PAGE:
# How do you evaluate the integral int 1/(xsqrt(1-x^2))?

Jan 30, 2017

The answer is$= - \frac{1}{2} \ln \left(\sqrt{1 - {x}^{2}} + 1\right) + \frac{1}{2} \ln \left(| \sqrt{1 - {x}^{2}} - 1 |\right) + C$

#### Explanation:

We perform this integral by substitution

Let $u = \sqrt{1 - {x}^{2}}$

${u}^{2} = 1 - {x}^{2}$

$\mathrm{du} = \frac{- 2 x \mathrm{dx}}{2 \sqrt{1 - {x}^{2}}} = \frac{- x \mathrm{dx}}{\sqrt{1 - {x}^{2}}}$

Therefore,

$\int \frac{\mathrm{dx}}{x \sqrt{1 - {x}^{2}}} = \int \sqrt{1 - {x}^{2}} \frac{\mathrm{du}}{- {x}^{2} \sqrt{1 - {x}^{2}}}$

$= \int - \frac{\mathrm{du}}{x} ^ 2$

$= \int \frac{\mathrm{du}}{{u}^{2} - 1}$

Now, we perform a de composition into partial fractions

$\frac{1}{{u}^{2} - 1} = \frac{1}{\left(u + 1\right) \left(u - 1\right)} = \frac{A}{u + 1} + \frac{B}{u - 1}$

$= \frac{A \left(u - 1\right) + B \left(u + 1\right)}{\left(u + 1\right) \left(u - 1\right)}$

The denominators are the same, we can compare the numerators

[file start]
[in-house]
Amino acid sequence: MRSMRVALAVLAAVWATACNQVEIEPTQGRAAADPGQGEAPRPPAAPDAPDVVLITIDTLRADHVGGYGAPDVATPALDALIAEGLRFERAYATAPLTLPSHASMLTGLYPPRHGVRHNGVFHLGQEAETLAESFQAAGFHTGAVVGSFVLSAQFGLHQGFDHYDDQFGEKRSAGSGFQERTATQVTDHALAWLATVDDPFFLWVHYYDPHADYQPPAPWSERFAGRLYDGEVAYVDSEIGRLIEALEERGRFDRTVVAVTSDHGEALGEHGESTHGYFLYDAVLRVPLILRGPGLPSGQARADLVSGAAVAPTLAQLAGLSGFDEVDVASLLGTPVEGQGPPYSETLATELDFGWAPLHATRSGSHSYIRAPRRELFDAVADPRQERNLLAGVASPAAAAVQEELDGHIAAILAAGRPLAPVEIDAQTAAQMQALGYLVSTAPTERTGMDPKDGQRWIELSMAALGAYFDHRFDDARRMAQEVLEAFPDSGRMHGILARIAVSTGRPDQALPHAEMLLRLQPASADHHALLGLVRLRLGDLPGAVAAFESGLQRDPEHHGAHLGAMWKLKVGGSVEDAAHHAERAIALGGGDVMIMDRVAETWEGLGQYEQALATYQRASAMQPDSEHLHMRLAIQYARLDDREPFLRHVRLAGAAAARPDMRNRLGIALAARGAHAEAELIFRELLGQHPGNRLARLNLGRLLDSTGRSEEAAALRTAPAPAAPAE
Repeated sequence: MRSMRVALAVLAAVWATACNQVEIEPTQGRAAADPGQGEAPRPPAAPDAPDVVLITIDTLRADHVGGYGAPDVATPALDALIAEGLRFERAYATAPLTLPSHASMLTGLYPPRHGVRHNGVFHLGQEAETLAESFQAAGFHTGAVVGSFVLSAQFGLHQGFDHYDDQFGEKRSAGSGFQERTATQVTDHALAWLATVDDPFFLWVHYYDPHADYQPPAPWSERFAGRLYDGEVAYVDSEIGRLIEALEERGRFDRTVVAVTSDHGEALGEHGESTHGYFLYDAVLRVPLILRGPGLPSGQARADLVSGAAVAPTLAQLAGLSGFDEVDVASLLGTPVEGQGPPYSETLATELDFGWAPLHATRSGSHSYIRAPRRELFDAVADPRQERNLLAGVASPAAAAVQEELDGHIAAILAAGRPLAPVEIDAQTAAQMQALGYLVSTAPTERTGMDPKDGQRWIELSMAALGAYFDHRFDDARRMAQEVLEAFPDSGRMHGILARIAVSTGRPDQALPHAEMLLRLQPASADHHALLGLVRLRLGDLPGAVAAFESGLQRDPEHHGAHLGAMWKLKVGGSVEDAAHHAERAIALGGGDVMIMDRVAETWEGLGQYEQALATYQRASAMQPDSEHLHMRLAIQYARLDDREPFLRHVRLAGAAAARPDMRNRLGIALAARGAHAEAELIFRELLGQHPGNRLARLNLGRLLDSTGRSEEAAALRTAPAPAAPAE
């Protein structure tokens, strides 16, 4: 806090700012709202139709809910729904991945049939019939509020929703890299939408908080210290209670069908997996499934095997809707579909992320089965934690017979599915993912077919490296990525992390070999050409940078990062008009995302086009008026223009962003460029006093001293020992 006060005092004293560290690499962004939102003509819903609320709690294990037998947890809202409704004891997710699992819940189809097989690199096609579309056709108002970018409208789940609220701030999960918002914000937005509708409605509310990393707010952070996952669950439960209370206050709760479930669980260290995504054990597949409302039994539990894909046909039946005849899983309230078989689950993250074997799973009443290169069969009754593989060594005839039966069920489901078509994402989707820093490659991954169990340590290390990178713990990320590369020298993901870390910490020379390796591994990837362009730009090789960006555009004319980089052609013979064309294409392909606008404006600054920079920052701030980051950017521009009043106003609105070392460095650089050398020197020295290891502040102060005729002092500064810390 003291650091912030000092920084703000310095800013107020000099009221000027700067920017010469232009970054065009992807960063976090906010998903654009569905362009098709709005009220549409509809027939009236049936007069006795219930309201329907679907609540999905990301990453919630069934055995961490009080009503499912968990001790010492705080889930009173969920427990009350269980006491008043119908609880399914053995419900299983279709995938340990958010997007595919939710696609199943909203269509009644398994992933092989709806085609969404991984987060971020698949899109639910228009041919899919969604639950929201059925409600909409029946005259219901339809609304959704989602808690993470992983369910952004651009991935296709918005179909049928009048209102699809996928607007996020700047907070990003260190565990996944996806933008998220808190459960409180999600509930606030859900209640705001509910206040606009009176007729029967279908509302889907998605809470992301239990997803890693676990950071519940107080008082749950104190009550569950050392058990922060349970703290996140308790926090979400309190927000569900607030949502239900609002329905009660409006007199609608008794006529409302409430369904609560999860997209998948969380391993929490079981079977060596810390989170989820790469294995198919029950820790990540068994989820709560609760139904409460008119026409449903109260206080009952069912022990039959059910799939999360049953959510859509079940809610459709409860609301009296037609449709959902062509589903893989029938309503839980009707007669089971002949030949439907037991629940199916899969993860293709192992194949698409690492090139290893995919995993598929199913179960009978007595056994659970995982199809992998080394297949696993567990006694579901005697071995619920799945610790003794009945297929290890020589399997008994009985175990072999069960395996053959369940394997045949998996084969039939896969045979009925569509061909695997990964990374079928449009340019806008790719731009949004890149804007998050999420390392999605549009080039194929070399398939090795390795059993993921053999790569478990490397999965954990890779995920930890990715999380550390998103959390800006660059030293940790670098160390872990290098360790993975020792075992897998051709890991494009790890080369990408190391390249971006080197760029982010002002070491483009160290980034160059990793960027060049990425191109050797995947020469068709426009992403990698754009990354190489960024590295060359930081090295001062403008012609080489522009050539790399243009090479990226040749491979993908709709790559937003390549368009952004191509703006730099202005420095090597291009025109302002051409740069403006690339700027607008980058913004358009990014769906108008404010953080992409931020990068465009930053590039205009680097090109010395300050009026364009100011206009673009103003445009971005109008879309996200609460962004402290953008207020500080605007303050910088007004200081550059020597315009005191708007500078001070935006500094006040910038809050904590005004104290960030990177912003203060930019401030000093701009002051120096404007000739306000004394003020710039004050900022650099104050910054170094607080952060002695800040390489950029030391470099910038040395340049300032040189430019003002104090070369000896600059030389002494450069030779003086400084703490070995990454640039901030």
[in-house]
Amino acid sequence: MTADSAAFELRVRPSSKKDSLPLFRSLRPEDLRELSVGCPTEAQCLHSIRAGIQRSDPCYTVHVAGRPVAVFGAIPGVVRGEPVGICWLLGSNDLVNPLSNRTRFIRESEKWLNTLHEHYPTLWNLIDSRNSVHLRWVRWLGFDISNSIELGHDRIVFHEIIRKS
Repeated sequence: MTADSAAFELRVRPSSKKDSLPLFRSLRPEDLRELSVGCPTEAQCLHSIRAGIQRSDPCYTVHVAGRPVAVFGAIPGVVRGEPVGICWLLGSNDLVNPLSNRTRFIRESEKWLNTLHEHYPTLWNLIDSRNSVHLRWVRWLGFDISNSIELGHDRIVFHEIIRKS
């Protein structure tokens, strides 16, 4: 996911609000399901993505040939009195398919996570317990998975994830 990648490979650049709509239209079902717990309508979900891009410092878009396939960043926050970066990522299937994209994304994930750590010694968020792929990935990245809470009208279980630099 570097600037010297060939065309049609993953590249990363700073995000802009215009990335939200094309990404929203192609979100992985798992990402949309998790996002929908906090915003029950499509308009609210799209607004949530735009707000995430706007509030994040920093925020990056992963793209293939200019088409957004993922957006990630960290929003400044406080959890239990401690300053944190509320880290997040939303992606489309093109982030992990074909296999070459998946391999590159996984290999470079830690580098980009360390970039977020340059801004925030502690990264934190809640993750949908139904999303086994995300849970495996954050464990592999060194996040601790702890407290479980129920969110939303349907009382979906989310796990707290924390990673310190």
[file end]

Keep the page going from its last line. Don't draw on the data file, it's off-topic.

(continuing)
$1 = A \left(u - 1\right) + B \left(u + 1\right)$

Let $u = - 1$, $\implies$, $1 = - 2 A$, $\implies$, $A = - \frac{1}{2}$

Let $u = 1$, $\implies$, $1 = 2 B$, $\implies$, $B = \frac{1}{2}$

Therefore,

$\frac{1}{{u}^{2} - 1} = \frac{- \frac{1}{2}}{u + 1} + \frac{\frac{1}{2}}{u - 1}$

So,

$\int \frac{\mathrm{du}}{{u}^{2} - 1} = - \frac{1}{2} \int \frac{\mathrm{du}}{u + 1} + \frac{1}{2} \int \frac{\mathrm{du}}{u - 1}$

$= - \frac{1}{2} \ln \left(u + 1\right) + \frac{1}{2} \ln \left(u - 1\right)$

$= - \frac{1}{2} \ln \left(\sqrt{1 - {x}^{2}} + 1\right) + \frac{1}{2} \ln \left(| \sqrt{1 - {x}^{2}} - 1 |\right) + C$